The summer months are upon us. That means many people will be heading out to enjoy a Friday or Saturday evening out—either at a restaurant or bar. Adults like to unwind from a busy work week by having an alcoholic beverage or two. Although one or two alcoholic beverages won’t get most people “drunk” per se, this is probably enough to cause a bit of intoxication.
The size and weight of an individual can determine the amount of alcohol it takes to become intoxicated. Generally, the less body mass, the less alcohol
it takes to start feeling tipsy. According to the Center of Disease Control and Prevention, the average male in the United States weighs 195.5 pounds
while the average female weighs 166.2 pounds. All things being considered women weigh, on average, less than men. This creates the potential for less alcohol to be consumed in order to reach intoxication.
When out on the town, many women enjoy dressing up and treating themselves. Dressing up can mean wearing high heels as high as three or four inches.
When walking in heels, it is often harder to maintain balance and walk a straight line even when alcohol has not been consumed.
There are a few scenarios in which high heels can be a defense in a DUI case. In addition, The National Highway Traffic Safety Administration (NHTSA) SFST Student Manual and the Kentucky Department of Criminal Justice Training DUI / Standard Field Sobriety Basic Training Manual states, “Individuals wearing heels more than two inches high should be given the opportunity to remove their shoes.”
In the state of North Carolina, a woman wearing 3 1/2 inch stiletto heels failed the walk and turn and one-legged stand field sobriety tests administered by a police officer. The DUI lawyer defending her argued successfully that it was “fundamentally unfair” to think that the woman could pass the tests.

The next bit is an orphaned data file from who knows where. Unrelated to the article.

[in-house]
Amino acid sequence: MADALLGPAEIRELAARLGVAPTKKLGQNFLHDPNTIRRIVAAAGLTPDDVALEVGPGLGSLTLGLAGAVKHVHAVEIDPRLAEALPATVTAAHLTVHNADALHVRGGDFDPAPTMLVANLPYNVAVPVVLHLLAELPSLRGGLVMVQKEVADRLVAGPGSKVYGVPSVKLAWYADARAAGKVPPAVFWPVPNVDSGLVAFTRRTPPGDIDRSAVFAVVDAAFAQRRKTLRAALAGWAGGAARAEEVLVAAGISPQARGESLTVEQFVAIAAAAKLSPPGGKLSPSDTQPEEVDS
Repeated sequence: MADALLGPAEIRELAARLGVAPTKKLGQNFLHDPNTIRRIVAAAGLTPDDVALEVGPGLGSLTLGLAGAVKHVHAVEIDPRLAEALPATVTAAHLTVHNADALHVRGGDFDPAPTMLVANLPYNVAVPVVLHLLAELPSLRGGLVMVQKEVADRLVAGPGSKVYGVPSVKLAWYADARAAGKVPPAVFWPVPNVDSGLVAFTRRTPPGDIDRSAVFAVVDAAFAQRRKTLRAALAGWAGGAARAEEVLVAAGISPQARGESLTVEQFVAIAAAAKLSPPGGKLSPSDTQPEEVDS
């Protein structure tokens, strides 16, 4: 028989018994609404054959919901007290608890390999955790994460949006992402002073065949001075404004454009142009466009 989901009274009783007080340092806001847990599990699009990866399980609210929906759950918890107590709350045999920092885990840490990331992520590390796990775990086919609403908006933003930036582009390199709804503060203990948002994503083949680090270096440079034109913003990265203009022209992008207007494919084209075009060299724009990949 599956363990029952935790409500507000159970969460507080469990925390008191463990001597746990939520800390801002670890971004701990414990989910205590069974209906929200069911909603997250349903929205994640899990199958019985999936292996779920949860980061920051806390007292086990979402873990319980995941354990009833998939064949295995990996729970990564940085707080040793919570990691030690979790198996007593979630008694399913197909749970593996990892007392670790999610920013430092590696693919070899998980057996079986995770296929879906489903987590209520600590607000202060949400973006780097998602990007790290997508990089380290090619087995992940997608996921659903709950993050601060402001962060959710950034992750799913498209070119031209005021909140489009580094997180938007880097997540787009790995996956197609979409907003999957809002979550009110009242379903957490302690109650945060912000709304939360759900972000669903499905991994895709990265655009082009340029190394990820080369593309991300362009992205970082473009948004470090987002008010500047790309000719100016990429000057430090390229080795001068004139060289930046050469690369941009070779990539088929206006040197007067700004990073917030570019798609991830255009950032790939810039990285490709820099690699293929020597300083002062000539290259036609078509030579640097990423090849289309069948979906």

Just because you are wearing heels, does not mean you should drink and drive. That said, if you are not intoxicated beyond the legal limit and you are forced to complete a field sobriety test, this is something to keep in mind. Allow an experienced and respected DUI lawyer to explain your options moving forward.
While some will utilize the BAC calculating apps for their iPhone or Android it is always the wisest decision to contact a cab, use a designated driver or use the Uber app for your Smartphone. Uber makes it very easy for individuals to travel from point A to point B without having to get behind the wheel of a vehicle while intoxicated.
In Scottsdale, Ariz., there are many Uber drivers who are vying for your business. With all the information stored in your phone you do not have to worry about trying to give them cash or a credit card number.
Enjoy some fun summer nights out on the town but drink responsibly or contact a sober driver to get you home.
This blog post was proved by Attorney John Mac Hayes. Hayes is one of the most distinguished DUI lawyers in Oklahoma City. With decades of experience, he can help create a defense for you if you have been given a field sobriety test while wearing high heels.
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